Jan 29, 2012
Every Time We Say Goodbye
Every Time We Say Goodbye (CAN, JP, US)
Written by: Jamie Zeppa
Date of Publication: 2011
Publisher: Knopf Canada
Have you ever read a book that just gets under your skin? The kind of book that keeps your mind racing at night, as you think about everything you read, so much to take in and process. After I read The Hunger Games trilogy I needed weeks to decompress. But I can't go weeks without reading.
When I read a book like this I have to turn to a book that is completely different so my thoughts don't impede on my reading material. Usually this means my guilty pleasure, time travel novels.
This time it was Sora and the Cloud that permeated my brain - I know, a picture book! So I decided to go for something I thought would be completely opposite, a Canadian novel about a suburban family.
I thought this would be a light read. I should have stuck with time travel!
I should have known what I was getting into. The first book I read by Jamie Zeppa, her memoir Beyond the Sky and Earth, was what I thought a light read about a teacher in Asia. But it was so much more, a peek into a country foreigners rarely visit, hard truths about oneself and a priviledged upbringing by Bhutanese standards, and a look into an international marriage. I've thought about it often in the decade since I've read it, as I too try to navigate an international marriage. There was so much food for thought in her memoir.
Zeppa's first novel is like Wild Swans for Ontario. A sweeping generational tale, she draws characters so real you'll check up on your Facebook acquaintances to see if they have somehow met her and inspired her.
Everytime We Say Goodbye follows the secrets of the Turner family through 3 generations, from before WW2 to the early 70s. The family centres around hard-working Frank and his harsh wife Vera, the grandparents who were desperate for children but ended up raising everyone else's.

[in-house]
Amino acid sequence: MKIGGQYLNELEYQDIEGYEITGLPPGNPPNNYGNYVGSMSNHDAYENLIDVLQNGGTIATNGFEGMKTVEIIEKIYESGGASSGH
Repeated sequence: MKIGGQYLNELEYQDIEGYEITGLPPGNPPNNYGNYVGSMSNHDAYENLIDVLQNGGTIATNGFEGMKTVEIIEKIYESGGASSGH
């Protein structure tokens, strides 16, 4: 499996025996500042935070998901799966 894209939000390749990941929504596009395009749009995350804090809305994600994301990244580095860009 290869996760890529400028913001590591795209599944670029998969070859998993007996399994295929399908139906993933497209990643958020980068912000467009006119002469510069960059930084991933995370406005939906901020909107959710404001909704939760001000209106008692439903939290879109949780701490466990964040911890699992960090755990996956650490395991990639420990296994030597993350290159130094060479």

There are no perfect characters in this novel- everyone is battling some sort of demon, whether their own failures or those that others created for them. There are, however, second chances of sorts, not the kind others give to you but the kind you make for yourself. The situations these characters find themselves in are bleak, from a child overdosing on hash brownies to a number of unplanned pregnancies and beyond. But they all have hope that things will get better, whether that's by getting involved with the wrong people or abandoning your own children, their choices are driven by hope.
Teenaged Dawn tries to figure out how people fit in her life. Heartbreakingly, she seems to only have two categories, going or gone. The 70s setting seems to fit really well with this- we seem to be able to keep some people who would probably be gone in the going category thanks to technology. I don't know if that is good or bad.
Zeppa's novel is engaging, and like her memoir, will keep me pondering family, the difference between going and gone, and the role of secrets in a judgmental society for a long time.
When I signed up for the 5th Canadian Book Challenge, this was the kind of book I was hoping to read. A novel of experiences of Canadians, the kind that reminds me of my grandparents canning and going down to creeks in the summer and getting all muddy even in my Sunday best. So glad I had the chance to read this one.
This is the 23rd book I read for the 5th Canadian Book Challenge.